Glorious satire of far-out military tactics

Among stars in "The Men Who Stare at Goats" is Kevin Spacey, who plays Larry Hooper, rival to Jeff Bridges' sublimely loopy character.
Among stars in "The Men Who Stare at Goats" is Kevin Spacey, who plays Larry Hooper, rival to Jeff Bridges' sublimely loopy character.
Posted: November 06, 2009

As goofy as the glint in George Clooney's eye, The Men Who Stare at Goats offers a terrific adaptation of the nonfiction book of the same name, one that chronicles U.S. "alternative warfare" programs. That is, military operations that explore psychic and paranormal techniques to sway the enemy. The title refers to a training regimen in which recruits practice toppling livestock - just by standing there, staring at the critters mightily. The opening credits card says it all: "More of this is true than you would believe."

Clooney is Lyn Cassady, a clandestine "warrior monk" who comes out of retirement post-9/11 and keeps his skill sets honed by "cloud bursting" (staring at cumulus until it breaks up) and other simple telekinetic exercises. It's Operation Iraqi Freedom time, and Cassady, a self-described Jedi knight and "remote viewer" who may just be completely nuts, is in the Middle East to do his part - and to seek out the legendary Bill Django (Jeff Bridges), a Vietnam veteran who several decades earlier preached flower-power philosophy to a special secret Army unit, and who may or may not be in the combat zone. (He's certainly in some kind of zone.)

Larry Hooper (Kevin Spacey) is Django's rival: a Machiavellian military man, leading his own psych-ops unit in the desert sands. Tagging along with Cassady from Kuwait City into Iraq is a small-time American newspaper reporter, Bob Wilton (a likable Ewan McGregor) - the impartial observer and the movie's narrator, not quite believing the loopy shenanigans he finds himself in the midst of.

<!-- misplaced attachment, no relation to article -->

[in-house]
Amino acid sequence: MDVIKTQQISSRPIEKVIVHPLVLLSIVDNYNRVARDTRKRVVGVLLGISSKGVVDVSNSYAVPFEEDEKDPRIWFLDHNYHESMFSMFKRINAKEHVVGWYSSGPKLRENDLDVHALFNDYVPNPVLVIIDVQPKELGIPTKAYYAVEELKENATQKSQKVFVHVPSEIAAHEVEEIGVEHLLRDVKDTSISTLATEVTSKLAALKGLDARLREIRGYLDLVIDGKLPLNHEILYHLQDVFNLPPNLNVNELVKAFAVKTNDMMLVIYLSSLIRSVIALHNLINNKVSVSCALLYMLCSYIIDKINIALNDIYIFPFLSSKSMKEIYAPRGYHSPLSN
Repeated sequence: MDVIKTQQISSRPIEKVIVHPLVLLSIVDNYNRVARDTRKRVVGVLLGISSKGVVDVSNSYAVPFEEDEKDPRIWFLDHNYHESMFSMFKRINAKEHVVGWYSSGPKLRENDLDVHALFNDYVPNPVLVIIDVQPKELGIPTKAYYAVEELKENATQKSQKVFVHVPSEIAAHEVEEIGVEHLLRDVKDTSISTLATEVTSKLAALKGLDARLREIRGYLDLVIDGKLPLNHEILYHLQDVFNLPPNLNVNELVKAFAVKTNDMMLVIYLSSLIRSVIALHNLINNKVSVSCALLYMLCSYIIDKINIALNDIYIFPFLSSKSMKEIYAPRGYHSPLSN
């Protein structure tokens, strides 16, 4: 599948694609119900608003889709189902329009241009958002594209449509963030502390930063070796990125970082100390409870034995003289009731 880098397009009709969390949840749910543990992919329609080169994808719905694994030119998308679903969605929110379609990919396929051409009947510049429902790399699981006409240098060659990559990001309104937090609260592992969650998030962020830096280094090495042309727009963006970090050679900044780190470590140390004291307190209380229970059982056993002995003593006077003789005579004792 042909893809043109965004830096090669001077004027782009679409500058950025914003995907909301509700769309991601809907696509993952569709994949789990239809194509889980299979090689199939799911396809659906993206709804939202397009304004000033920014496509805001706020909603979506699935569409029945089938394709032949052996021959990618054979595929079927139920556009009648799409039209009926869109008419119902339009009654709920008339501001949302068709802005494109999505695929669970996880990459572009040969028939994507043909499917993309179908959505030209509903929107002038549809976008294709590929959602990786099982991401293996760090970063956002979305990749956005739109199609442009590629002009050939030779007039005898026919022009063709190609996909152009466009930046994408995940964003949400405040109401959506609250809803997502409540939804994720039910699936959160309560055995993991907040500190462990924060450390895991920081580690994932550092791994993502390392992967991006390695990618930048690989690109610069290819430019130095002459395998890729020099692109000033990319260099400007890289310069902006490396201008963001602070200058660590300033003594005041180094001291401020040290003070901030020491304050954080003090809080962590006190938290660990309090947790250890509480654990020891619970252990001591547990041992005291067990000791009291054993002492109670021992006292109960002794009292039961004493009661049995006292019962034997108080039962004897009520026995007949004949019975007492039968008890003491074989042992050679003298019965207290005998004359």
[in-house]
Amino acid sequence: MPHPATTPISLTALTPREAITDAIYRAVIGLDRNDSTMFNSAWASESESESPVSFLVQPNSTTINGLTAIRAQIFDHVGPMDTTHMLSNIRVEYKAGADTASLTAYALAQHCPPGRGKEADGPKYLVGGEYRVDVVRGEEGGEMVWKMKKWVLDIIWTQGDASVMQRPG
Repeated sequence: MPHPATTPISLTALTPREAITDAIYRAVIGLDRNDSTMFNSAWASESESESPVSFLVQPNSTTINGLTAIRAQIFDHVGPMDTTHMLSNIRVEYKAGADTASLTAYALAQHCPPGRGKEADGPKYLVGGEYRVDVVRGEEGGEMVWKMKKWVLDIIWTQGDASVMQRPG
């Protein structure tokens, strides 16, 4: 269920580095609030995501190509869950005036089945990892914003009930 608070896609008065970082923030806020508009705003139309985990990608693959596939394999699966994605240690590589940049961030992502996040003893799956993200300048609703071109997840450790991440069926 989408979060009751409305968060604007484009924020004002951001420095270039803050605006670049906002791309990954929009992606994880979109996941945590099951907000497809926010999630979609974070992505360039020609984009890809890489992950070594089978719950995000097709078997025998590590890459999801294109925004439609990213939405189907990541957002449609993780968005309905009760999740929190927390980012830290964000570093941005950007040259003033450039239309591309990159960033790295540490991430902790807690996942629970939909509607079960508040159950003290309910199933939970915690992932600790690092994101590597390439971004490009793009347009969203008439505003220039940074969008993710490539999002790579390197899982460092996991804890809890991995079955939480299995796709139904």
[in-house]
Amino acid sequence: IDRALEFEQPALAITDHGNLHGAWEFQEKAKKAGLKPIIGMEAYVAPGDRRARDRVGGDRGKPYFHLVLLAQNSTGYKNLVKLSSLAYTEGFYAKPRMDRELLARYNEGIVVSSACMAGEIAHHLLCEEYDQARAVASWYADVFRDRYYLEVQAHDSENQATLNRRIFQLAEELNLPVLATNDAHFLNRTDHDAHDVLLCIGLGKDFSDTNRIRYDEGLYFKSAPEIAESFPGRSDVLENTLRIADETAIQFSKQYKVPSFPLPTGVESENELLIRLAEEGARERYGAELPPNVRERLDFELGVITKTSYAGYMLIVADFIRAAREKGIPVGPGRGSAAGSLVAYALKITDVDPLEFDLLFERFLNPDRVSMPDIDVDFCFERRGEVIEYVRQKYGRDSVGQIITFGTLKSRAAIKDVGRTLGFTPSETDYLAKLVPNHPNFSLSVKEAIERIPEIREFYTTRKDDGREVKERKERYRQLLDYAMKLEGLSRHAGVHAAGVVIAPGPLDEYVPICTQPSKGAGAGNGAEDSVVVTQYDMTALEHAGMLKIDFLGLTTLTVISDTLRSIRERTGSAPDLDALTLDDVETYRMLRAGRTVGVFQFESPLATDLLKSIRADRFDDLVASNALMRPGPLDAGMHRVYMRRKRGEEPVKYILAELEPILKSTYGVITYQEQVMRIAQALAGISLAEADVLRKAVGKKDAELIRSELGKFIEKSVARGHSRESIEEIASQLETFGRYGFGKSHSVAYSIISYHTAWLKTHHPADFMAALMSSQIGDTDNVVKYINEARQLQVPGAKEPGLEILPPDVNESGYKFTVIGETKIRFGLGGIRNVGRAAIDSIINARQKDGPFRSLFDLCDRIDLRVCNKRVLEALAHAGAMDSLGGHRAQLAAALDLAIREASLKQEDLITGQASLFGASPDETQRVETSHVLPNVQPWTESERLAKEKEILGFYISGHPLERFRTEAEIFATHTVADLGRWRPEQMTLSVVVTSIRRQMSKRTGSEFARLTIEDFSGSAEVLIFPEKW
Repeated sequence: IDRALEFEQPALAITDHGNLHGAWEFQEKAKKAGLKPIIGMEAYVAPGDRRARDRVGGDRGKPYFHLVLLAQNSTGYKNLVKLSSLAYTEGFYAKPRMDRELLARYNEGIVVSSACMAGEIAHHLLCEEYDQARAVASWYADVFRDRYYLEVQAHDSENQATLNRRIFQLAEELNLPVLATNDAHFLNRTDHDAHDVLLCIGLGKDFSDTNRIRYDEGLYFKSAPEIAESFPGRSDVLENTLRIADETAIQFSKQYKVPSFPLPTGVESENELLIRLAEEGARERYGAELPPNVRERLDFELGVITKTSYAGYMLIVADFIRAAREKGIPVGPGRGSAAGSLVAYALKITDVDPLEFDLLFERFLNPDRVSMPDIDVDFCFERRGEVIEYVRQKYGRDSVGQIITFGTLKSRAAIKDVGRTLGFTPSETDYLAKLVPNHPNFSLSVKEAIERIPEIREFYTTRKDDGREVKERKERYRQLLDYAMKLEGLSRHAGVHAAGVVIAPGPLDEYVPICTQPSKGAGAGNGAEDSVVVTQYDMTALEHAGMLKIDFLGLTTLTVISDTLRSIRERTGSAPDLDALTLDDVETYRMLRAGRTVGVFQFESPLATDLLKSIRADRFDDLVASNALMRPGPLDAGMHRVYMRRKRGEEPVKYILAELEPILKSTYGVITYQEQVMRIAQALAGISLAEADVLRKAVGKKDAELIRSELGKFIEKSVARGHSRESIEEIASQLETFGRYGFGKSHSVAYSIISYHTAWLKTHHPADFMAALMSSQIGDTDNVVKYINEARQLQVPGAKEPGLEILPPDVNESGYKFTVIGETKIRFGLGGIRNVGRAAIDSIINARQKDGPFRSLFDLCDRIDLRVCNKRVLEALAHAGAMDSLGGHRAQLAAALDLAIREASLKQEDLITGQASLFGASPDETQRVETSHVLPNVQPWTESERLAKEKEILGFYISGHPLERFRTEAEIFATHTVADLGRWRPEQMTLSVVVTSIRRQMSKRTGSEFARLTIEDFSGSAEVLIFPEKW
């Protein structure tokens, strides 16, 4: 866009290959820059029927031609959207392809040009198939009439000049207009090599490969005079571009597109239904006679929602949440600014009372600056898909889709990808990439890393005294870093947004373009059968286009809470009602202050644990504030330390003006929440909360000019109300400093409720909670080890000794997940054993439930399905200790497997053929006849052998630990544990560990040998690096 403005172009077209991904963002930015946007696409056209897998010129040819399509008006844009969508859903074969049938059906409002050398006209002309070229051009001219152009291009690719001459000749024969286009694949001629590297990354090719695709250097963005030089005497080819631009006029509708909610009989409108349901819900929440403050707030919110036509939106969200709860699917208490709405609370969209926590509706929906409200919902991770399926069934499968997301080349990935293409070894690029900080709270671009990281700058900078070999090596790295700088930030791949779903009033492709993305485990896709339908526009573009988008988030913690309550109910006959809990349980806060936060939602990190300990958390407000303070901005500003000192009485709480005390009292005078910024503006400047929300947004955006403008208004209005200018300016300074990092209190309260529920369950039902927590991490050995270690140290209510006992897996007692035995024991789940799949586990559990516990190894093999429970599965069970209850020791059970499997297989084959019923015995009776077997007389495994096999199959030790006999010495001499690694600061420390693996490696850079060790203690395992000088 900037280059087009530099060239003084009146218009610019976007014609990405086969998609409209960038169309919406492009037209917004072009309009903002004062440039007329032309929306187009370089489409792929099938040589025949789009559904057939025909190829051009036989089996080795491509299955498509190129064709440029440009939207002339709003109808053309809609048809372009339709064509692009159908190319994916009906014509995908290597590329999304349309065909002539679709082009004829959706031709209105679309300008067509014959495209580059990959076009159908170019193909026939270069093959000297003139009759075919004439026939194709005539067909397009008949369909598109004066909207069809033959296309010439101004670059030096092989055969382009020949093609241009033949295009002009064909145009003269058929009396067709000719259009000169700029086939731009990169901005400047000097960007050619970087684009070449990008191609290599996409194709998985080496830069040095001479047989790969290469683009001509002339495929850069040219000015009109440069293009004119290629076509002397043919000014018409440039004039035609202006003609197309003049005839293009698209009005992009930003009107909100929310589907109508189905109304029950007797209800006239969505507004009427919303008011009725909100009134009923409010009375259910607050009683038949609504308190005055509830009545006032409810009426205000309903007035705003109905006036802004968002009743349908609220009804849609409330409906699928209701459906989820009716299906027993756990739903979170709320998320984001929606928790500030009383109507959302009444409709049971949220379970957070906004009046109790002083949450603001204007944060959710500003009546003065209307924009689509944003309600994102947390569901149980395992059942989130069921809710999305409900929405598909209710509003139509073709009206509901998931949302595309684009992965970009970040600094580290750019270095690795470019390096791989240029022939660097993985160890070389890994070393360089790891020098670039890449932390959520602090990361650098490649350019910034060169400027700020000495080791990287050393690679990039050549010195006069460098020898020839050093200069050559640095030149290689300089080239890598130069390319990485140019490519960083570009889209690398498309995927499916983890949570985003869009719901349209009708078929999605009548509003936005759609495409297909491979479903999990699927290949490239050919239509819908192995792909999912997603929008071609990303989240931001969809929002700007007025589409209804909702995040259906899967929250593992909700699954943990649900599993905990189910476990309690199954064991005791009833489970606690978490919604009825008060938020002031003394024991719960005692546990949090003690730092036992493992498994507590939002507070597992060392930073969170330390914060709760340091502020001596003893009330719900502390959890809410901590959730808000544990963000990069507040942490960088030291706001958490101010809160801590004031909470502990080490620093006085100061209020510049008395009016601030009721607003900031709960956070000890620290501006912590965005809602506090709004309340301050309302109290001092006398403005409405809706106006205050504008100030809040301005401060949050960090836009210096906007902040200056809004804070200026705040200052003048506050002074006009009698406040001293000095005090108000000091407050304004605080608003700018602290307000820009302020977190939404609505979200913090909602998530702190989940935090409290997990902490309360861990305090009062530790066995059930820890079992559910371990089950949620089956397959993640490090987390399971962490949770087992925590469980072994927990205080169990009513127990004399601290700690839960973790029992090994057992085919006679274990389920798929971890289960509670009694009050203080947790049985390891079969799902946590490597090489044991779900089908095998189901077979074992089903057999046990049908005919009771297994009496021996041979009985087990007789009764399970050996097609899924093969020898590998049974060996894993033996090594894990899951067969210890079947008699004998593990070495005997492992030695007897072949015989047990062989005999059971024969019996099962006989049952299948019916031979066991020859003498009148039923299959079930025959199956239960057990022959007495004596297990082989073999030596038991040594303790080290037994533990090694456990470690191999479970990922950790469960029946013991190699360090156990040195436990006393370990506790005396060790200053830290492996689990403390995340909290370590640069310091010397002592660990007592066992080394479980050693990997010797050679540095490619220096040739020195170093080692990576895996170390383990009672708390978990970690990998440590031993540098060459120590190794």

There's nothing terribly profound about The Men Who Star at Goats, which makes the men doing the staring all the more endearing for the profound seriousness with which they go about their tasks - like trying to run their bodies through solid walls by sheer force of will. (If you've seen the TV spots and trailers, you've seen the bandage on the bridge of Clooney's nose.) Clooney, channeling Gable and Groucho, is the perpetrator of several drop-dead-funny double-takes. Bridges, seen in Vietnam-era flashback and various stages between then and now, brings his Big Lebowski Dude-ness to the proceedings - a sublime stoner sensibility that spreads like second-hand pot smoke through the theater.

The Men Who Stare at Goats has a glorious good time satirizing the extravagant lengths to which the military and intelligence establishments will go if they think there's a payoff at the other end. The film has been ably, affably directed by Grant Heslov, Clooney's Good Night, and Good Luck writing collaborator, and although the McGregor character voice-over device doesn't seem necessary, it does provide a clinical perspective to all the nuttiness under way.


Contact movie critic Steven Rea

at 215-854-5629 or srea@phillynews.com.

Read his blog, "On Movies Online," at http://www.philly.com/

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